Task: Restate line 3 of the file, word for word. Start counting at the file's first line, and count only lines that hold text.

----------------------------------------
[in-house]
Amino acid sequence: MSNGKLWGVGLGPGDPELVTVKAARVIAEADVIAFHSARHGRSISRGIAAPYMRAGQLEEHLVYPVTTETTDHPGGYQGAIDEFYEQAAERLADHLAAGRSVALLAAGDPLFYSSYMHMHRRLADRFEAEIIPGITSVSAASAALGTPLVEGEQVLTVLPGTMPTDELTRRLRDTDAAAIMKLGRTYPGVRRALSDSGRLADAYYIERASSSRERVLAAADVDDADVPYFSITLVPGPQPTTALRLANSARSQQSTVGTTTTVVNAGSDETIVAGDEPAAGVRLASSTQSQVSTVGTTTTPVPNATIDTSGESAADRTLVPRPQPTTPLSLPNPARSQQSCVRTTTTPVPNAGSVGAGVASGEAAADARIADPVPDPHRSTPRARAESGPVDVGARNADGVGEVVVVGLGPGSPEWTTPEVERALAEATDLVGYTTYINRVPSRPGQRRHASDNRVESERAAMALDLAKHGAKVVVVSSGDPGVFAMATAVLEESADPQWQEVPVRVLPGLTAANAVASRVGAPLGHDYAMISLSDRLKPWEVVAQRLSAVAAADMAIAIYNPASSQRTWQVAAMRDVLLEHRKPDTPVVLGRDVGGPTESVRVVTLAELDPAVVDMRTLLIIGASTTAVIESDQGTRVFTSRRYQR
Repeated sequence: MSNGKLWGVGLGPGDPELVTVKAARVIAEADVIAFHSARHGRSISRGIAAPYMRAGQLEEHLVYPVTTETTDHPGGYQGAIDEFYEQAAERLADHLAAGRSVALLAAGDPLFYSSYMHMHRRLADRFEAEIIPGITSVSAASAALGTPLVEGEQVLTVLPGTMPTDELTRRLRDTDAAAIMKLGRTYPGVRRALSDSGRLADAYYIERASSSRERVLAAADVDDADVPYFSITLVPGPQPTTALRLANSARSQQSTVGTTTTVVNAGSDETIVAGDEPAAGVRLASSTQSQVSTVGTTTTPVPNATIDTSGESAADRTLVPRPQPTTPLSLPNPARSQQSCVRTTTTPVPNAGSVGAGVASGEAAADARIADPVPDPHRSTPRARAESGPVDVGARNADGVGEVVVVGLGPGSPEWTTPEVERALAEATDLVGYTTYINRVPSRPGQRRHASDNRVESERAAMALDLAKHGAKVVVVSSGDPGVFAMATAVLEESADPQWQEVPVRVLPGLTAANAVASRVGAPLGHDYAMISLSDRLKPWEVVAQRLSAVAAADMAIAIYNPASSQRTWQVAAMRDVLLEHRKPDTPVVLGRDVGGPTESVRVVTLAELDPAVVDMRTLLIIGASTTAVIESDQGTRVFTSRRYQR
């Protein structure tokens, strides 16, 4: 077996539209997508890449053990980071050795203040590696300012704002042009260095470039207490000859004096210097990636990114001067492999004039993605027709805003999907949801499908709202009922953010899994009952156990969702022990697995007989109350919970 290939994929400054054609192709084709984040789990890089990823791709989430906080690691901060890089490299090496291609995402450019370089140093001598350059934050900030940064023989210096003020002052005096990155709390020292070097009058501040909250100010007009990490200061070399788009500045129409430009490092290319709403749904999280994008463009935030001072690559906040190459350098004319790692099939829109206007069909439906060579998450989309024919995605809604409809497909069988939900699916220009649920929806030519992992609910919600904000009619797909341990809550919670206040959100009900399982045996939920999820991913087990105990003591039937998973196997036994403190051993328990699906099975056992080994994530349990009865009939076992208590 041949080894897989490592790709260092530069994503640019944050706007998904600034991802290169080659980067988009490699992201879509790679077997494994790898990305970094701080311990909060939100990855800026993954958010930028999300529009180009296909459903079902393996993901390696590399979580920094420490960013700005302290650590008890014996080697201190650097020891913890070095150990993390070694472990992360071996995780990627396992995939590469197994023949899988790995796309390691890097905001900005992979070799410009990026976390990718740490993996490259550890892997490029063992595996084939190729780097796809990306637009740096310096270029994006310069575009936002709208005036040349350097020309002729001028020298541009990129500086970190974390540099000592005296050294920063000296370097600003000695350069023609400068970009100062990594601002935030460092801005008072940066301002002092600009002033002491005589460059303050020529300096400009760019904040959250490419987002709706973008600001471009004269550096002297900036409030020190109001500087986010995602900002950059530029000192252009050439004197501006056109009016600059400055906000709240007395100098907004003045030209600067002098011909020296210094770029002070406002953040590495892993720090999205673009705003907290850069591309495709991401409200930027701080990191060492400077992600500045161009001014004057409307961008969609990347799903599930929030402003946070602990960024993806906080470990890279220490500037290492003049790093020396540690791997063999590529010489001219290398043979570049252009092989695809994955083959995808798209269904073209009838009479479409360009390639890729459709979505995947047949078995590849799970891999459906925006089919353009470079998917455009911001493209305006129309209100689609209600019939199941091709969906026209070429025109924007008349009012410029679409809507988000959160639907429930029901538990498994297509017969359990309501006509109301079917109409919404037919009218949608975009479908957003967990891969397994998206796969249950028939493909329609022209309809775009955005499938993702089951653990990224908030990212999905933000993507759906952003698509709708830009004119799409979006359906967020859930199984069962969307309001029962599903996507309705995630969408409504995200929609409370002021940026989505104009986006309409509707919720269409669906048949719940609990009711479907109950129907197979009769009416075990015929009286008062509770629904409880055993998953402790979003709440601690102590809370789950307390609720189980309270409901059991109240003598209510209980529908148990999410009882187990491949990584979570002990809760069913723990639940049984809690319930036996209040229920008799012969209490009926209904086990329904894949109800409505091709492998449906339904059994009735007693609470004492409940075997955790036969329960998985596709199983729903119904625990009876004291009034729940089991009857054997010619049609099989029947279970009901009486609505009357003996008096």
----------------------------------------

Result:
Repeated sequence: MSNGKLWGVGLGPGDPELVTVKAARVIAEADVIAFHSARHGRSISRGIAAPYMRAGQLEEHLVYPVTTETTDHPGGYQGAIDEFYEQAAERLADHLAAGRSVALLAAGDPLFYSSYMHMHRRLADRFEAEIIPGITSVSAASAALGTPLVEGEQVLTVLPGTMPTDELTRRLRDTDAAAIMKLGRTYPGVRRALSDSGRLADAYYIERASSSRERVLAAADVDDADVPYFSITLVPGPQPTTALRLANSARSQQSTVGTTTTVVNAGSDETIVAGDEPAAGVRLASSTQSQVSTVGTTTTPVPNATIDTSGESAADRTLVPRPQPTTPLSLPNPARSQQSCVRTTTTPVPNAGSVGAGVASGEAAADARIADPVPDPHRSTPRARAESGPVDVGARNADGVGEVVVVGLGPGSPEWTTPEVERALAEATDLVGYTTYINRVPSRPGQRRHASDNRVESERAAMALDLAKHGAKVVVVSSGDPGVFAMATAVLEESADPQWQEVPVRVLPGLTAANAVASRVGAPLGHDYAMISLSDRLKPWEVVAQRLSAVAAADMAIAIYNPASSQRTWQVAAMRDVLLEHRKPDTPVVLGRDVGGPTESVRVVTLAELDPAVVDMRTLLIIGASTTAVIESDQGTRVFTSRRYQR